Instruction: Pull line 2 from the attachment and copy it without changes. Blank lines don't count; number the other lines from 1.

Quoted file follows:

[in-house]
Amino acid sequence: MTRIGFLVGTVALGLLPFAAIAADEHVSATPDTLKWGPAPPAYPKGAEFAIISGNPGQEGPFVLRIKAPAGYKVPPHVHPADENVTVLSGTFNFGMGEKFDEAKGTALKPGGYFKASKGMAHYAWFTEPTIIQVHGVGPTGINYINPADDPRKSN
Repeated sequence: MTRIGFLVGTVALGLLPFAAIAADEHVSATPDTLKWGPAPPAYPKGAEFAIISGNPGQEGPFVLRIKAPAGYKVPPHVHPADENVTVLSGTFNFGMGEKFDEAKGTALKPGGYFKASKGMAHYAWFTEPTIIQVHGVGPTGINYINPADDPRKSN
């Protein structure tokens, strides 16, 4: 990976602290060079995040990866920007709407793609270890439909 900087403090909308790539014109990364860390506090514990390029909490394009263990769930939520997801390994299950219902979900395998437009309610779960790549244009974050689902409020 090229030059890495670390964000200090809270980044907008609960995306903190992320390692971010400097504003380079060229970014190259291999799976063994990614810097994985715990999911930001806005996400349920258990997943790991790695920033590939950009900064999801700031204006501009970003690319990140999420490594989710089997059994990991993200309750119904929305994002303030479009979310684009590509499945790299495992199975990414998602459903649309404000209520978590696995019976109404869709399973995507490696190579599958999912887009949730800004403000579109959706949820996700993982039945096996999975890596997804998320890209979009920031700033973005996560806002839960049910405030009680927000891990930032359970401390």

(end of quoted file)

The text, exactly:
Amino acid sequence: MTRIGFLVGTVALGLLPFAAIAADEHVSATPDTLKWGPAPPAYPKGAEFAIISGNPGQEGPFVLRIKAPAGYKVPPHVHPADENVTVLSGTFNFGMGEKFDEAKGTALKPGGYFKASKGMAHYAWFTEPTIIQVHGVGPTGINYINPADDPRKSN